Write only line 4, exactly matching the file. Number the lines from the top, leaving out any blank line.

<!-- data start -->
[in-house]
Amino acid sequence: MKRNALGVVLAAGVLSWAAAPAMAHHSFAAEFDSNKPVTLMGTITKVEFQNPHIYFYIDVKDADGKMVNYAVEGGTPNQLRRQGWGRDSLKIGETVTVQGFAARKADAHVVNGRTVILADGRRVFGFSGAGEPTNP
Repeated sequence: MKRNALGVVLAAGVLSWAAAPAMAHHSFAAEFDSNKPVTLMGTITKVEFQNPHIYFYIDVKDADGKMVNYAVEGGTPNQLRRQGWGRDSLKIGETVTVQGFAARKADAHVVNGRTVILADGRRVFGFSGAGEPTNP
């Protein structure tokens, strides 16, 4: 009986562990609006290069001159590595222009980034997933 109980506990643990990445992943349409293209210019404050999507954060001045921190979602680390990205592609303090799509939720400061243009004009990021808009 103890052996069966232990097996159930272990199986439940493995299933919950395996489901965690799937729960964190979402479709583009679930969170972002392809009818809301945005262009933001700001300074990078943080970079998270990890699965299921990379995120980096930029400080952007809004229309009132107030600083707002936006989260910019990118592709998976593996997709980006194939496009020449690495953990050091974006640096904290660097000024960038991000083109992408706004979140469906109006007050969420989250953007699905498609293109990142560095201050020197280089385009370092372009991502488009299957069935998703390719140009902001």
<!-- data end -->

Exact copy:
């Protein structure tokens, strides 16, 4: 009986562990609006290069001159590595222009980034997933 109980506990643990990445992943349409293209210019404050999507954060001045921190979602680390990205592609303090799509939720400061243009004009990021808009 103890052996069966232990097996159930272990199986439940493995299933919950395996489901965690799937729960964190979402479709583009679930969170972002392809009818809301945005262009933001700001300074990078943080970079998270990890699965299921990379995120980096930029400080952007809004229309009132107030600083707002936006989260910019990118592709998976593996997709980006194939496009020449690495953990050091974006640096904290660097000024960038991000083109992408706004979140469906109006007050969420989250953007699905498609293109990142560095201050020197280089385009370092372009991502488009299957069935998703390719140009902001």